First published in 1891, this morality tale pits a scientist, a government worker, his mistress, a deacon, and a physician against one another in a verbal battle of wits and ethics that explodes into a violent contest: the duel. When Laevsky, a lazy youth who works for the government, tires of his dependent mistress, Nadyezhda Fyodorovna, Von Koren, the scientist, delivers a scathing critique of Loevsky’s egotism, forcing the young man to examine his soul. The Duel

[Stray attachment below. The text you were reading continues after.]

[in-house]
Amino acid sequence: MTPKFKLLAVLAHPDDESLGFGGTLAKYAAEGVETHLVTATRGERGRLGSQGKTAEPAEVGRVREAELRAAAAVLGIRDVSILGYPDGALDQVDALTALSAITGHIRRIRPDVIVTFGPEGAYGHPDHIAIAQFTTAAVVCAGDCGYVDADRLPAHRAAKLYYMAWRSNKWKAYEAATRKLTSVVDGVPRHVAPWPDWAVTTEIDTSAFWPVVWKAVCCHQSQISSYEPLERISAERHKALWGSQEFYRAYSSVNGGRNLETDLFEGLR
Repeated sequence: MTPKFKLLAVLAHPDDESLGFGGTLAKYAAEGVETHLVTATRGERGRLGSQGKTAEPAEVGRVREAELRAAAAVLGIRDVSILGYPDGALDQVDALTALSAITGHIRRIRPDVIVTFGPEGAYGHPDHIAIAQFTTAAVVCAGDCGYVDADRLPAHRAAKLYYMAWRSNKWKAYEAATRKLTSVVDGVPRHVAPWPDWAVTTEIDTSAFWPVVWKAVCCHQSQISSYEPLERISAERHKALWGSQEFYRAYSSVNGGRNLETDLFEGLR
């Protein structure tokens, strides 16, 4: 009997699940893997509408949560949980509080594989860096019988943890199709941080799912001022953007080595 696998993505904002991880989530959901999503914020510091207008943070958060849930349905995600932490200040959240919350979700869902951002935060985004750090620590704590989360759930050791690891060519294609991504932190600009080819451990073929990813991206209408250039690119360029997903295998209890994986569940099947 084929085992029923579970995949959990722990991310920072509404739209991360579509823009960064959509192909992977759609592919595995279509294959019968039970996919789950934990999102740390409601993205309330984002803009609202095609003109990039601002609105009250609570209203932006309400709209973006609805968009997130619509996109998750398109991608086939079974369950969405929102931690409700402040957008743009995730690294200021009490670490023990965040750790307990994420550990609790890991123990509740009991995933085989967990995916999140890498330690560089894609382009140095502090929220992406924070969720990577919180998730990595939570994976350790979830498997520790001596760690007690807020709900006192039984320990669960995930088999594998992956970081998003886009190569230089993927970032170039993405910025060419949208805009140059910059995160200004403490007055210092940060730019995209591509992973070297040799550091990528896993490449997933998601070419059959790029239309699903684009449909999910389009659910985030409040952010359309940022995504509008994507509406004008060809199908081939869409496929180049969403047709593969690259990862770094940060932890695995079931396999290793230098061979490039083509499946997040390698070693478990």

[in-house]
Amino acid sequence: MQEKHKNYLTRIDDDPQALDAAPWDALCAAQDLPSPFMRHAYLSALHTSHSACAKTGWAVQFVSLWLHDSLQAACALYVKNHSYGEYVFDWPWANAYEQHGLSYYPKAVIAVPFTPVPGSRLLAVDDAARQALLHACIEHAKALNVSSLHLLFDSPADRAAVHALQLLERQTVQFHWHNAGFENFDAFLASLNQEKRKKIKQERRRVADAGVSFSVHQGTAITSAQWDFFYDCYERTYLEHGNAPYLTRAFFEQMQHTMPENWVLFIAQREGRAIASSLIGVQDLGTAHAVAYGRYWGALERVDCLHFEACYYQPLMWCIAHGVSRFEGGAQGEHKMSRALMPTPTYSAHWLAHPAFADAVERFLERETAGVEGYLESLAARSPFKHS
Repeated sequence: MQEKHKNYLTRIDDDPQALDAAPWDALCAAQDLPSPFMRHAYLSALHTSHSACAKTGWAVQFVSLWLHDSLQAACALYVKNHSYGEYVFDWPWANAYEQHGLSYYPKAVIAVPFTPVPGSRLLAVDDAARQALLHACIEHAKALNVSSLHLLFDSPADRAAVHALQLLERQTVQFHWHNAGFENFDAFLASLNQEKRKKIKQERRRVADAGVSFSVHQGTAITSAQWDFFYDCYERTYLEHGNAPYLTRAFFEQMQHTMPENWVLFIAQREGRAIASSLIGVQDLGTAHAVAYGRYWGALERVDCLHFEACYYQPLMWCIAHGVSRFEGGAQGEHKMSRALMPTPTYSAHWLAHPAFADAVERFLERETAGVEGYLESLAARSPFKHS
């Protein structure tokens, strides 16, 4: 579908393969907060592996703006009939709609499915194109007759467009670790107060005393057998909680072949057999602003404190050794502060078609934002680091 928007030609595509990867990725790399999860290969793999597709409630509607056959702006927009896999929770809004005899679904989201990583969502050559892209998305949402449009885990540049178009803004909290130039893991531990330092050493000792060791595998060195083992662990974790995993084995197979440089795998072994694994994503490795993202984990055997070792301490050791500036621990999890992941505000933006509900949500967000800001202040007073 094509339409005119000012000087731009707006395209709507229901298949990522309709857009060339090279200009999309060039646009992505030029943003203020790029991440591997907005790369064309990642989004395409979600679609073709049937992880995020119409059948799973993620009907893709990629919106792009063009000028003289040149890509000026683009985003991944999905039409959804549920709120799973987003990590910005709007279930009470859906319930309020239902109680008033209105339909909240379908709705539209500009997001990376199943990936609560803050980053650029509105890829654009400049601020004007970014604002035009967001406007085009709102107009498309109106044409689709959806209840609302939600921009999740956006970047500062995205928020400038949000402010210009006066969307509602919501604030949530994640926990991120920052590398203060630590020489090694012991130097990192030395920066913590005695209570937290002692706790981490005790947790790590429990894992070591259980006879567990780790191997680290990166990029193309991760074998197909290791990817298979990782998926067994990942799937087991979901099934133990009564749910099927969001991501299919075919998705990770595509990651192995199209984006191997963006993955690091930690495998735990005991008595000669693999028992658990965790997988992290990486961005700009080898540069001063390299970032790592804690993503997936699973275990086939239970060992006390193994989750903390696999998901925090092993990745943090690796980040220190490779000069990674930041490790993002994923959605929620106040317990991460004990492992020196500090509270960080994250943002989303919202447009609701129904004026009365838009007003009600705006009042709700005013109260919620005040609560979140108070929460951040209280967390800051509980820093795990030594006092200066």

is a tale of human weakness, the possibility of forgiveness, and a man’s ultimate ability to change his ways. It is classic Chekhov, revealing the multifaceted essence of human nature.
“Chekhov’s art . . . is dedicated to explicit and definitive portraiture and the muscular trajectory of whole lives.”—Cynthia Ozick